The concept of economic loss referred to here is defined in paragraph 460 of the Revised Framework.

Guidance on Paragraph 468 of the Framework Document

Principle 1 The bank must have a rigorous and well documented process for assessing the effects, if any, of economic downturn conditions on recovery rates and for producing LGD estimates consistent with downturn conditions. The process must consist of the following integrated components: (a) Identification of appropriate downturn conditions for each supervisory asset class within each jurisdiction.

Appropriate downturn conditions might be characterised, for example, by the following: For a well diversified wholesale portfolio, periods of negative GDP growth and elevated unemployment rates. Periods in which observed historical default rates have been elevated for a portfolio of exposures that is representative of the banks current portfolio. For exposure where common risk drivers (e.g. collateral values) influence the default rates and the recovery rates, periods where those drivers are expected to be distressed.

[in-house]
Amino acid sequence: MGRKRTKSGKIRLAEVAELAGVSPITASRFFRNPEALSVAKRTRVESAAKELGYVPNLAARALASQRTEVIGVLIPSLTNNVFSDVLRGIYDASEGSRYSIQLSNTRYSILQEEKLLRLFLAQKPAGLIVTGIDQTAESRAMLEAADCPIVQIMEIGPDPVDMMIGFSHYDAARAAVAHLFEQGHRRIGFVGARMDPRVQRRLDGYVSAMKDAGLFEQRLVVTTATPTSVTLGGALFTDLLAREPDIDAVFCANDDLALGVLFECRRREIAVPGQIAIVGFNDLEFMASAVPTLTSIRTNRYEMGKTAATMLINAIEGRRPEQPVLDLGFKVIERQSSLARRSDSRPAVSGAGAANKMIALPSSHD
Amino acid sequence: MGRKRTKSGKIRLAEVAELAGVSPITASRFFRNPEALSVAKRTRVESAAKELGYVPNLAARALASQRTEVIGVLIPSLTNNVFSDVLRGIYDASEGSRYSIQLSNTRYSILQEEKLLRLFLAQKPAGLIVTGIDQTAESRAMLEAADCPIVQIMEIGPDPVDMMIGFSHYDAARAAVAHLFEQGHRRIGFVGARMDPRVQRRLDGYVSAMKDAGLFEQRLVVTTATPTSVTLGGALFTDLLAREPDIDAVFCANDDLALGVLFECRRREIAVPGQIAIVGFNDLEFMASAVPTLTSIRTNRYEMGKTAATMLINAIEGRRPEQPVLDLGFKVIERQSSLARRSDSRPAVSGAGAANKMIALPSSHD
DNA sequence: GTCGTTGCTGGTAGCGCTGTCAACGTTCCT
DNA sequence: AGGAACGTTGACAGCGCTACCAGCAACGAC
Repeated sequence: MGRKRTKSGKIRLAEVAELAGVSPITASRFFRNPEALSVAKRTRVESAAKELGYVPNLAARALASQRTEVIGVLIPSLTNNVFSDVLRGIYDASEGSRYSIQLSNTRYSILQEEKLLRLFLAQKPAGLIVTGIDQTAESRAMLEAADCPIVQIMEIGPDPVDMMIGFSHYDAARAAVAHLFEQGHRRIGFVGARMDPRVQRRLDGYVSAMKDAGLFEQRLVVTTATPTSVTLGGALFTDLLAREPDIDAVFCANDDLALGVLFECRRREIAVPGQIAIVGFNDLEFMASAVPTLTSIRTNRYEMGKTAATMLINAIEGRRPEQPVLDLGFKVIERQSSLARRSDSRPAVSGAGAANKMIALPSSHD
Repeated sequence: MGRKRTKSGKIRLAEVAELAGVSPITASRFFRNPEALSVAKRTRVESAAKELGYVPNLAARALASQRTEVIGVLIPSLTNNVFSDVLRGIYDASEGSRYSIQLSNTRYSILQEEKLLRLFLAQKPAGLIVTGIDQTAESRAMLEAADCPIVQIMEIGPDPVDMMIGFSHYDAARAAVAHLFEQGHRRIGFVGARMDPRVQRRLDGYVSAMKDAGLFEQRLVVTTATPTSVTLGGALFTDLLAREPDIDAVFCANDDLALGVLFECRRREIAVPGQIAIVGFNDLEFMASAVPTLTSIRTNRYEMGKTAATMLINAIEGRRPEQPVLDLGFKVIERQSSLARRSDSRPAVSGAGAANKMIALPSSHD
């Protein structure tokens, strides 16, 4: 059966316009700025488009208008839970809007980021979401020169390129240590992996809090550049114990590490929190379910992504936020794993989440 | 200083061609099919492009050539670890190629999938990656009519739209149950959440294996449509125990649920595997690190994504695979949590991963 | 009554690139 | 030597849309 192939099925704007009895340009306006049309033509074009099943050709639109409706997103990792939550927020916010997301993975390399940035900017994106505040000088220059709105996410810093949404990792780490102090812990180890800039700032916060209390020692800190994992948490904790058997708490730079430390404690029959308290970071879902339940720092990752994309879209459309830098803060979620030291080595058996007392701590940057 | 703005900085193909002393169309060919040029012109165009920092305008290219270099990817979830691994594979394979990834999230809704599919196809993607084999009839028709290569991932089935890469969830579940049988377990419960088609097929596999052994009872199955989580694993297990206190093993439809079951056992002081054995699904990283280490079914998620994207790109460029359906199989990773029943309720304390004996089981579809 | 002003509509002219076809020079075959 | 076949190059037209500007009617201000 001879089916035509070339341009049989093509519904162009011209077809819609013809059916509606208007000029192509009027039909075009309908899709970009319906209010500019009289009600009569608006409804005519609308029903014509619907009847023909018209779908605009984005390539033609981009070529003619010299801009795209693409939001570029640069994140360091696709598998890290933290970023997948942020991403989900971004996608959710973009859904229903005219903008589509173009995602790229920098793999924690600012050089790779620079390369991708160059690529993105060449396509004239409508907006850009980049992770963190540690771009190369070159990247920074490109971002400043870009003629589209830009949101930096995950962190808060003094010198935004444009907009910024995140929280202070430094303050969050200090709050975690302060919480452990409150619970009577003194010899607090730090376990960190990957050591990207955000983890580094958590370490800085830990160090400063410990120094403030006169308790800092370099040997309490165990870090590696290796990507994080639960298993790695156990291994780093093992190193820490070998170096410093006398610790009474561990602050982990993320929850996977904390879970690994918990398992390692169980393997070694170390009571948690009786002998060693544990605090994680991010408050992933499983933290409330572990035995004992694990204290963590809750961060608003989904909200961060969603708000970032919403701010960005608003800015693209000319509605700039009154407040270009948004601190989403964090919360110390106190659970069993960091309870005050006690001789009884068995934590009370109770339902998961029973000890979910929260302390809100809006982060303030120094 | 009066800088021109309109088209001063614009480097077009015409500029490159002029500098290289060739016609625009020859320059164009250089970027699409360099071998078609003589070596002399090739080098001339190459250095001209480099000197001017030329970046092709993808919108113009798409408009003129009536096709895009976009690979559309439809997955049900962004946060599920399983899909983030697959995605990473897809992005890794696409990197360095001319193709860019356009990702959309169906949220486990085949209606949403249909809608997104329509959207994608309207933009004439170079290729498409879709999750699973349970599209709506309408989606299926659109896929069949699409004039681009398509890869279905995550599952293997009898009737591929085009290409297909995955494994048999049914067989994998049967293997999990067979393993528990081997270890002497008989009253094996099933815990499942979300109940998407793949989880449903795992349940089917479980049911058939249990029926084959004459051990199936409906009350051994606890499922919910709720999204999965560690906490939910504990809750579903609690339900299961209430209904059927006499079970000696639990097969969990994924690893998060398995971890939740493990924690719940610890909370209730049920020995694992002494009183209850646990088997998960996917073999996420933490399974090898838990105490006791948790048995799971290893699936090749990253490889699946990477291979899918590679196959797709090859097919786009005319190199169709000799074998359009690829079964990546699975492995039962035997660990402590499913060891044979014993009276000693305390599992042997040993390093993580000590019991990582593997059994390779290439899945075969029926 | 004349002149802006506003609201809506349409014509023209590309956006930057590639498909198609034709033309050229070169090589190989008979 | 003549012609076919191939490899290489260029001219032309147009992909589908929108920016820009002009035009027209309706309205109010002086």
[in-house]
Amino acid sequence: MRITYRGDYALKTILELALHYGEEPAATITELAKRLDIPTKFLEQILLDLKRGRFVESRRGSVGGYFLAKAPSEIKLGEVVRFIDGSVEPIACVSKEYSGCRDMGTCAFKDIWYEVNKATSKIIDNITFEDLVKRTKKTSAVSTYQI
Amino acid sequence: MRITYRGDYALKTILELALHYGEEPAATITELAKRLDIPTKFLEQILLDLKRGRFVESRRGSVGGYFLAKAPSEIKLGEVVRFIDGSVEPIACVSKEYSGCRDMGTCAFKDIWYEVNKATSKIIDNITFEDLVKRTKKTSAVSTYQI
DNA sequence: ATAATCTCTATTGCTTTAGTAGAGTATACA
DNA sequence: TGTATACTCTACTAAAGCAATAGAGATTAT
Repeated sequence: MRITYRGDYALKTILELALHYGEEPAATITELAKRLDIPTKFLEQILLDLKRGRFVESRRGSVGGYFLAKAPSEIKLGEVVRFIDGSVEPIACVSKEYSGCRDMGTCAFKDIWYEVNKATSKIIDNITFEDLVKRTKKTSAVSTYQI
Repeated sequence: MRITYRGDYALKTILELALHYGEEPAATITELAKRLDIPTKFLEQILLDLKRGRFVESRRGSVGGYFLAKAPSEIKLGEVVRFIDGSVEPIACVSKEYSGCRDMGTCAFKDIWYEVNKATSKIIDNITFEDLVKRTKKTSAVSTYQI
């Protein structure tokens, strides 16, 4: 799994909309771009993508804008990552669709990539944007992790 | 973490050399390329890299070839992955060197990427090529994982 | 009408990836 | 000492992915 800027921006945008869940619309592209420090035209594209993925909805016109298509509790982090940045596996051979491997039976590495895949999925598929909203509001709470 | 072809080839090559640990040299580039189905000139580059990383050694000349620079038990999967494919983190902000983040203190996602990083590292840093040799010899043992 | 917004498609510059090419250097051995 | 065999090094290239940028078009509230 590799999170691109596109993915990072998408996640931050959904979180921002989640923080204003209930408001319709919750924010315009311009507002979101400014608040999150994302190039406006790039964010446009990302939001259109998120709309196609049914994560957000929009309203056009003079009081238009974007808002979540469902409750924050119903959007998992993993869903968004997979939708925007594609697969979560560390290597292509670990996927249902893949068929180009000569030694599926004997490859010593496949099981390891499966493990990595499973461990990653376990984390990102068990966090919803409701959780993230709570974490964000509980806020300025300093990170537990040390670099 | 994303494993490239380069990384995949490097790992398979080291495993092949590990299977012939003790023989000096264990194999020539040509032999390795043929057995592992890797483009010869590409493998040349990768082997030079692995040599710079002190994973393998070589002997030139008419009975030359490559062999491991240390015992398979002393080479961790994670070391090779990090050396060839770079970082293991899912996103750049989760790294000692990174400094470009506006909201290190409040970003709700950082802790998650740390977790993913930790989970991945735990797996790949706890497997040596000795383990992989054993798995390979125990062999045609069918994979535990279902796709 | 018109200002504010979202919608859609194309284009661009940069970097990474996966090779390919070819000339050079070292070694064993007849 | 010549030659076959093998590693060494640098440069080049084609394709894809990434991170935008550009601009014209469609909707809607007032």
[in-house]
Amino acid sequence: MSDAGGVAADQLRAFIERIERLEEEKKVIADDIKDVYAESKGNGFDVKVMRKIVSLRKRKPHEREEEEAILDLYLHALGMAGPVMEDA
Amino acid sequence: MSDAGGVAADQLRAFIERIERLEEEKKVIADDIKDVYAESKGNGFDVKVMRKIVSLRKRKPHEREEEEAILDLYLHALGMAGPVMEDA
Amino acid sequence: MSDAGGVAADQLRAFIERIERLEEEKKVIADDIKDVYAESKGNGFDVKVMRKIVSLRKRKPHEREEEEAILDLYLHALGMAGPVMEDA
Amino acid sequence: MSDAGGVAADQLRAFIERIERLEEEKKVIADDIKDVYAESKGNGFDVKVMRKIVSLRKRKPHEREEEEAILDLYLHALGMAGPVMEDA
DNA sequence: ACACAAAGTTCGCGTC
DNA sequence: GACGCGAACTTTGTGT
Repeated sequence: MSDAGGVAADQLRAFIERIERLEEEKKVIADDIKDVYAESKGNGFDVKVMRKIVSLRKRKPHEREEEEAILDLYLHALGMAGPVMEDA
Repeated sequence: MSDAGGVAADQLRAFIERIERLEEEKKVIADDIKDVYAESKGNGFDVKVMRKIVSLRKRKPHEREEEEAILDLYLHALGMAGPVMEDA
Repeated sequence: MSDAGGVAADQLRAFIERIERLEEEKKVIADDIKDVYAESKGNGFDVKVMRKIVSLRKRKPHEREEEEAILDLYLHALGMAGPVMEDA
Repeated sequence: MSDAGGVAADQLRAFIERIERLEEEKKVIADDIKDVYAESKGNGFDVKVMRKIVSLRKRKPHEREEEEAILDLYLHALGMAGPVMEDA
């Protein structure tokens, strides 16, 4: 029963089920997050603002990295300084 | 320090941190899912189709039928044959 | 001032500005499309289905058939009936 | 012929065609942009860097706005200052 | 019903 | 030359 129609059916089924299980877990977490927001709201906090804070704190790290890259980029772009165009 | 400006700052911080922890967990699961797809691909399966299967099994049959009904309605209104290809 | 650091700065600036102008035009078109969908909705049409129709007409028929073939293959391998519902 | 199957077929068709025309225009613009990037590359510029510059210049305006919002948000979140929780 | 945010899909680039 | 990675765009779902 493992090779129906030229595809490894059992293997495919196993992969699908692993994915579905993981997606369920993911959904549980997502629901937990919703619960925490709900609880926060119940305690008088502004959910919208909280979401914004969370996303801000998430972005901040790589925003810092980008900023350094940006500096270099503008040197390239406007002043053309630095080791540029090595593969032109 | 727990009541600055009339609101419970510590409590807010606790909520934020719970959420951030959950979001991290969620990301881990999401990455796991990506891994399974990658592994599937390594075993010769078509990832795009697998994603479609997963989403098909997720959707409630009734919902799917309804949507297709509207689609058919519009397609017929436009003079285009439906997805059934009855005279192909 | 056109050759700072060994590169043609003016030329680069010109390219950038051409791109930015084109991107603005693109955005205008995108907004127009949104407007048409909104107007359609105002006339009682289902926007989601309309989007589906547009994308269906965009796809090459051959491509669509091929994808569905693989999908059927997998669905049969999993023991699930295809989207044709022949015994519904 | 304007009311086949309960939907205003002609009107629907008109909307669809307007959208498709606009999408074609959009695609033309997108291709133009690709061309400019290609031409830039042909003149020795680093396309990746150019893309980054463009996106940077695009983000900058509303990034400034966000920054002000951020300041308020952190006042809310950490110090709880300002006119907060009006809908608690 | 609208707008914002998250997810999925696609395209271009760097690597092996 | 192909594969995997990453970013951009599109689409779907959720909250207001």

At a minimum, the banks quantification process must identify separate downturn conditions for each supervisory asset class, and with some exceptions, within each jurisdiction. Since, all else equal, greater granularity in defining downturn conditions will tend to result in more conservative LGD estimates, the bank may identify downturn conditions at a more granular level if such an approach is more risk sensitive. Appropriate downturn conditions are those in which the relevant drivers of default rates are consistent with conditions where credit losses for the supervisory asset class are expected to be substantially higher than average. Where recovery rates of exposures are sensitive to local economic conditions, the bank must identify separate downturn conditions for each jurisdiction. However, in those cases where a bank can demonstrate that exposures in the same asset classes in different jurisdictions exhibit strong co-movement in recovery rates, the bank can group those jurisdictions together for the purpose of defining downturn conditions. Where recovery rates of exposures are not sensitive to local economic conditions (e.g. exposures to internationally diversified obligors), the bank may identify downturn conditions appropriate to the exposures, which may span national boundaries. (b) Identification of adverse dependencies, if any, between default rates and recovery rates.